Servicing their Customers
Activities that maintain and enhance a product value include customer support, training and development, installation and maintenance. Coca Cola's customers range from large international retailers like McDonald's, KFC and restaurants to smaller independent businesses and vendors like Kirana and regional stores. They provide customized services tailored to meet their customer's needs.
Servicing their Partners
Coca Cola also supports their retailers by enabling them with the necessary training to help their businesses become more profitable and effective. They have set up Customer Development and Training Centers which are available to more than 21,000 independent retailers. They provide free training to the retailers in areas such as marketing, finance, operations, general management and customer service.
Launch of New Coke
The Number One position of Coke was endangered by the time Roberto Goizueta became chairman in 1981. Hit by competition from Pepsi, Coca-Cola launched a sweeter version of Coke by replacing its old formula in 1985. This was called the "New Coke".
Pepsi had launched a Pepsi Challenge, a series of taste tests which highlighted that Coca Cola could be easily defeated with respect to taste.
Coca-Cola spent $4 million on market research. According to the research, it was concluded that Coke drinkers were more likely to shift from Coke to Pepsi or any other brand if it was available in the store, while most Pepsi drinkers strongly preferred Pepsi. The research suggested that the tangy and acidic formula was felt to be harsh by the younger generation.
The decision to change their formula and pull the old Coke off the market came about because taste tests showed a distinct preference for the new formula. The new formula was slightly smoother with a sweeter variation and lesser tang.
Coca Cola was already successful with launching Diet Coke. Hence, this time they focused more on the product rather than the demographics with the market inclining towards sweeter drinks.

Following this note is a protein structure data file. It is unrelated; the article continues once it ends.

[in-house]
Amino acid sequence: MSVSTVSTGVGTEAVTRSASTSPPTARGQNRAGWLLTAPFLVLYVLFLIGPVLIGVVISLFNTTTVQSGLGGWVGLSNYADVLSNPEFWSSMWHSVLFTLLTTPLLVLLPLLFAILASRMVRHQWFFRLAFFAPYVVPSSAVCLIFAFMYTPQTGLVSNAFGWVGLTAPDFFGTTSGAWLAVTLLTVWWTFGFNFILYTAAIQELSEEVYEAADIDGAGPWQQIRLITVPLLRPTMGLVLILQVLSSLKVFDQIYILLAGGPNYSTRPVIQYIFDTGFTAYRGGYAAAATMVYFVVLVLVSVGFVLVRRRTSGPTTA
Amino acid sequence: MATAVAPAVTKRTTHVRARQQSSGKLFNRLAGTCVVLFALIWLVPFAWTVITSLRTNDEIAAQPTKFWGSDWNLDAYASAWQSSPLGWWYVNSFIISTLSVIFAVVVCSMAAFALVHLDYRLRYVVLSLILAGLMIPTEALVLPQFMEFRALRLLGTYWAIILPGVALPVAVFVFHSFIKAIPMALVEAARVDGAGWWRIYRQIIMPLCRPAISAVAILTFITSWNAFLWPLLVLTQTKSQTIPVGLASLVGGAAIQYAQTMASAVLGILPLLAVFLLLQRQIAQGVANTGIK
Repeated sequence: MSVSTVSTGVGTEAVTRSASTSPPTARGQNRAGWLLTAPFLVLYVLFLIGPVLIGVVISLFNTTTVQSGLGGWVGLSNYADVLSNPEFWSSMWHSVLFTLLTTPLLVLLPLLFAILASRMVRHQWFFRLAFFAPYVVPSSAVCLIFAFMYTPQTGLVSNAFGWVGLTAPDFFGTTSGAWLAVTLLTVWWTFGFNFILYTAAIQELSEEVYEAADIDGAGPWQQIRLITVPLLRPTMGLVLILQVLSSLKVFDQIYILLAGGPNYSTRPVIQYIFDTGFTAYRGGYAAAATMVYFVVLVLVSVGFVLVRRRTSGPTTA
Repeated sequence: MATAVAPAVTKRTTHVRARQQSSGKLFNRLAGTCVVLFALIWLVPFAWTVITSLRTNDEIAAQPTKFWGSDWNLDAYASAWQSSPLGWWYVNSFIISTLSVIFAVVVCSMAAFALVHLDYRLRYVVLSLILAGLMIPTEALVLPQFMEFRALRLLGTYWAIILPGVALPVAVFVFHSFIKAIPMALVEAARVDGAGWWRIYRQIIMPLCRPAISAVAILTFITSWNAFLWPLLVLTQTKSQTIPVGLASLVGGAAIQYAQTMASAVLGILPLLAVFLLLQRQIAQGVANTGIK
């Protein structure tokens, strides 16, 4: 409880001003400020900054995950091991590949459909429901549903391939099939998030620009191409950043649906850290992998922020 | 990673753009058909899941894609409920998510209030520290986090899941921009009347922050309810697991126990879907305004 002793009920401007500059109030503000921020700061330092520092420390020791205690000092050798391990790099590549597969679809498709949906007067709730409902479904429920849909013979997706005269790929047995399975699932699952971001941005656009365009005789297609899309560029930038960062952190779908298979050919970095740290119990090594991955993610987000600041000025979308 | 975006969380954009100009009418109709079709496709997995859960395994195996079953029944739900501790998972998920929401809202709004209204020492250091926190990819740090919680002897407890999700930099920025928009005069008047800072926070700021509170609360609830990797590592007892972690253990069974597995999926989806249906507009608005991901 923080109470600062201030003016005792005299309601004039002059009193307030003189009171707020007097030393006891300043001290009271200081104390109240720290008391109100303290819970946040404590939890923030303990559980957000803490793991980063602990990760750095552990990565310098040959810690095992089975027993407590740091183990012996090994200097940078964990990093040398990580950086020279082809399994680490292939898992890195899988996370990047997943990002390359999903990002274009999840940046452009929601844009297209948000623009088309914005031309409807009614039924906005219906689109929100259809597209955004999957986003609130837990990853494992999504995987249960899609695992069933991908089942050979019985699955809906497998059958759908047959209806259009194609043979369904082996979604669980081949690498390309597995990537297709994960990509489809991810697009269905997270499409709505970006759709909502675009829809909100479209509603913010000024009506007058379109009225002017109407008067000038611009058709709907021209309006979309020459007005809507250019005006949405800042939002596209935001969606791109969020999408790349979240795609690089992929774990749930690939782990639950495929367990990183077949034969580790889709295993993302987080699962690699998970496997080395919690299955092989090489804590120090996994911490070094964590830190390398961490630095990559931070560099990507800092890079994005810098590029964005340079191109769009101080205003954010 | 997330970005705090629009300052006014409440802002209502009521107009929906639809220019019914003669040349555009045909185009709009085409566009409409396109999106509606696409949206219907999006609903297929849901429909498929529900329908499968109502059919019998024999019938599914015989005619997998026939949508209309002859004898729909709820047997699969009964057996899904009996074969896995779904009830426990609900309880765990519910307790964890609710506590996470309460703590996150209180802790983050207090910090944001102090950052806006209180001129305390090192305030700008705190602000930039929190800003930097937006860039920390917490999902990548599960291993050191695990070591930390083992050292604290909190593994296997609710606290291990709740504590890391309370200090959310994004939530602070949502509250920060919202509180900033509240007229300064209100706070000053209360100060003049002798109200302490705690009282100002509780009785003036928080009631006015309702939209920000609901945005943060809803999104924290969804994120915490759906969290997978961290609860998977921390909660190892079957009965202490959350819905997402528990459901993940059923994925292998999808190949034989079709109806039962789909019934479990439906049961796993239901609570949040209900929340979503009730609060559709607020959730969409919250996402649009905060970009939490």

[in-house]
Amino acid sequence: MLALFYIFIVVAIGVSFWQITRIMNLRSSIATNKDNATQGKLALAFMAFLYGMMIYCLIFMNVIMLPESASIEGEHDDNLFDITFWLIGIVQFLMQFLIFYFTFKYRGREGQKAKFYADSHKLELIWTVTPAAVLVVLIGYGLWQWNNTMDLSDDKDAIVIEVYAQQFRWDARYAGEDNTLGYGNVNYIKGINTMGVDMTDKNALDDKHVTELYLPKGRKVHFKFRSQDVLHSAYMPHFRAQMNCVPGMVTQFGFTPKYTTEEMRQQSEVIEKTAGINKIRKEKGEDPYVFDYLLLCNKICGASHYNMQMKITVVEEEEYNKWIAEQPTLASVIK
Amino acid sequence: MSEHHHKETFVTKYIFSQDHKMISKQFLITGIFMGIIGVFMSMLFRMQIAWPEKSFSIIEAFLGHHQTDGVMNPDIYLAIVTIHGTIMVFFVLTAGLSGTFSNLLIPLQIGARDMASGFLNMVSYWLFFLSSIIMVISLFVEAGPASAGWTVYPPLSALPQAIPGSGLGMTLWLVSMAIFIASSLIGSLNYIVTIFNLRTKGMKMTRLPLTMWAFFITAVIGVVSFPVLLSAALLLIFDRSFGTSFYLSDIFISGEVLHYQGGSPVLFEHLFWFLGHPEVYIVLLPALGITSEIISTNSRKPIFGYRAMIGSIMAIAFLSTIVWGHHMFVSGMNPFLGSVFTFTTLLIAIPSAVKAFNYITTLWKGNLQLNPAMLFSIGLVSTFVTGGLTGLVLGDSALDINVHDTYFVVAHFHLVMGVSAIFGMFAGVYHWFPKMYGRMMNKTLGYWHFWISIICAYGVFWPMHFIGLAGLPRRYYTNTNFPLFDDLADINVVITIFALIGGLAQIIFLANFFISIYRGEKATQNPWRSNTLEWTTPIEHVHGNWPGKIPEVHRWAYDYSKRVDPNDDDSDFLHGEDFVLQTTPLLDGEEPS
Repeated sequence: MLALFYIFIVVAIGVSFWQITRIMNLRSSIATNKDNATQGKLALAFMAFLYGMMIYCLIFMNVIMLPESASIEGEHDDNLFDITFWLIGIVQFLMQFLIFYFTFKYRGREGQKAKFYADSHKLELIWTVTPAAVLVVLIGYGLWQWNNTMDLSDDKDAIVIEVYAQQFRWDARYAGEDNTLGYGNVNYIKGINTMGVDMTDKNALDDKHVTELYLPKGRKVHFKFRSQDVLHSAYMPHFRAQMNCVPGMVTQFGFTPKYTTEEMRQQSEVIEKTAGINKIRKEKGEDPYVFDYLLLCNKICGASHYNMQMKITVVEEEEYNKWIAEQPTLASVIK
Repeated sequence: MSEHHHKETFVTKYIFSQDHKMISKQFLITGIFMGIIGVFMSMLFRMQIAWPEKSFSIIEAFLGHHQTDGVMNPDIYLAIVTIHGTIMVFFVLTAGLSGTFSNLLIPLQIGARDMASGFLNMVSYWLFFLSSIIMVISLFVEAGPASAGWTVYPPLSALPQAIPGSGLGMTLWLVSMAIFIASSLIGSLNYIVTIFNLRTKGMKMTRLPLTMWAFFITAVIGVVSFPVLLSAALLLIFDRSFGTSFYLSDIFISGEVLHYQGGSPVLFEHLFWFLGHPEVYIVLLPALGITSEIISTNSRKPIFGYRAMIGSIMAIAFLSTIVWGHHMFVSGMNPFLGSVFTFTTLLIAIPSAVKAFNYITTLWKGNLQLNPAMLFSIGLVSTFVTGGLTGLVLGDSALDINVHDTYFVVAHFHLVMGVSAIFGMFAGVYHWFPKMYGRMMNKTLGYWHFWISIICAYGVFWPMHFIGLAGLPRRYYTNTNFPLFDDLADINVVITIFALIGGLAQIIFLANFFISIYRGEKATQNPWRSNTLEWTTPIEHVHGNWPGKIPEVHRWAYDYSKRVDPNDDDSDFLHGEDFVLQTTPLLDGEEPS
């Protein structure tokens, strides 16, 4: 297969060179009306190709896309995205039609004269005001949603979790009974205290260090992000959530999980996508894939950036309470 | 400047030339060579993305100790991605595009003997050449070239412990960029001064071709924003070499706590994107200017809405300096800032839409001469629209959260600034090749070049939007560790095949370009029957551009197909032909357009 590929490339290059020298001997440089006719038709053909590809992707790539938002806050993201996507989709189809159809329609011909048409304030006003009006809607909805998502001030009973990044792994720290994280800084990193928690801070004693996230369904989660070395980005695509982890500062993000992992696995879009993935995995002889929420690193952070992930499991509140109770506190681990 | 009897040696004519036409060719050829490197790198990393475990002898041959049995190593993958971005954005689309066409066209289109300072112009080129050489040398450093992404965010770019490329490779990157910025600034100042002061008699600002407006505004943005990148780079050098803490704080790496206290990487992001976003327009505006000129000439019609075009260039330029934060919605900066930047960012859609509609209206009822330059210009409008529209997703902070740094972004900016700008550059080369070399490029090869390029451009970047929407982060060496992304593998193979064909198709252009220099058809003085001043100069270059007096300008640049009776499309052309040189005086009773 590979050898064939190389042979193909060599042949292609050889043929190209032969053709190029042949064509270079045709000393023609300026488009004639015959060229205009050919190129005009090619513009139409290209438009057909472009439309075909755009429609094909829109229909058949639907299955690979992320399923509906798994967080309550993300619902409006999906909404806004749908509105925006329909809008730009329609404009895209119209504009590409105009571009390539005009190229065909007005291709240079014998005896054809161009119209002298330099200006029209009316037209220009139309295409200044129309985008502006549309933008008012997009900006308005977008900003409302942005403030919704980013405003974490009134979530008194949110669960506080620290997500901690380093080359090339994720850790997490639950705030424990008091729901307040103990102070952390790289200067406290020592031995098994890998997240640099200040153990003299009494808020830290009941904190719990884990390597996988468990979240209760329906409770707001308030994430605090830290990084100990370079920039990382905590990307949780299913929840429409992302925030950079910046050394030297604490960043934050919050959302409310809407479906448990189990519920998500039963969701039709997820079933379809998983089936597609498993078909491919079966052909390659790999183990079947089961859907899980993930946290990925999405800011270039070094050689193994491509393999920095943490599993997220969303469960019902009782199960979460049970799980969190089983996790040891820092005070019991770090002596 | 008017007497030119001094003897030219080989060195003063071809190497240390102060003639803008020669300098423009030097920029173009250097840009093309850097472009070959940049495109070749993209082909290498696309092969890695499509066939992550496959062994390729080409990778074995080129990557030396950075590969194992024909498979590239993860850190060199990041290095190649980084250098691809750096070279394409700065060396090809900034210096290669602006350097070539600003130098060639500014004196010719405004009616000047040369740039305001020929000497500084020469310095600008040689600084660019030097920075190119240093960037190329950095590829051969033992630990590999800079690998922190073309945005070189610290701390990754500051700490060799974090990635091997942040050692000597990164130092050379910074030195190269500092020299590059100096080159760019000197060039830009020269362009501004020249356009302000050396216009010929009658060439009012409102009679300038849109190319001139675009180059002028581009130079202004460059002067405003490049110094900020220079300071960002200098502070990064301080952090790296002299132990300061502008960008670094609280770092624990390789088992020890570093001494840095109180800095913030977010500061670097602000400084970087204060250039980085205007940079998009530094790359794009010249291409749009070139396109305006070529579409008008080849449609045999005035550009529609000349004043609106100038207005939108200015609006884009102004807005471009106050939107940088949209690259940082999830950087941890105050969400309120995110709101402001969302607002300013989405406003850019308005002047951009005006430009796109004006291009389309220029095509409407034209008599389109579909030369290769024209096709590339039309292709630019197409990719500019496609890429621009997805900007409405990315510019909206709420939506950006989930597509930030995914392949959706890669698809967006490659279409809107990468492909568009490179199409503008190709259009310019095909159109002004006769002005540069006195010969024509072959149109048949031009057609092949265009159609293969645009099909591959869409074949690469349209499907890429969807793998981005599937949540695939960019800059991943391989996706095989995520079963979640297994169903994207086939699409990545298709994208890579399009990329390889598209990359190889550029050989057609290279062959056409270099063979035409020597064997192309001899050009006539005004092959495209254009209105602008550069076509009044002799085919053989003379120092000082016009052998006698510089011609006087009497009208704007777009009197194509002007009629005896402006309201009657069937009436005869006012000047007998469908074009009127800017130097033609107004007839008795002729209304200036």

Coca Cola had to scrap the Original Coca Cola and introduce "New Coke" in its place as two competing products couldn't have been shelved at the same time.
New Coke was finally introduced with the tagline "The Best Just Got Better".
The early response to the change was positive and the company's stock jumped with the announcement. The market research showed that 80% of America was aware of the "New Coke" within 48 hours. The sales rose by 8% for the same period last year.
However, Coke faced a lot of problems during rollout. Pepsi took advantage of the busy Coke officials and used Print Media to declare themselves as the winner of "Cola wars", thus undermining the PR and publicity activities for "New Coke". This induced a sense of doubt and thus hampered the image of New Coke in front of media and public in general.
The company feared boycotts from its customers and bottlers and the talks about reintroducing the old formula had already begun.
Coke had been established in the Americans culture and became a fundamental part of their identity, and the change was not accepted well by the public. The customers refused to buy New Coke. Their protests, Coke came to realize, were over the very idea of changing the drink which had been embedded into their tradition rather than the sweeter taste into which it had been changed to.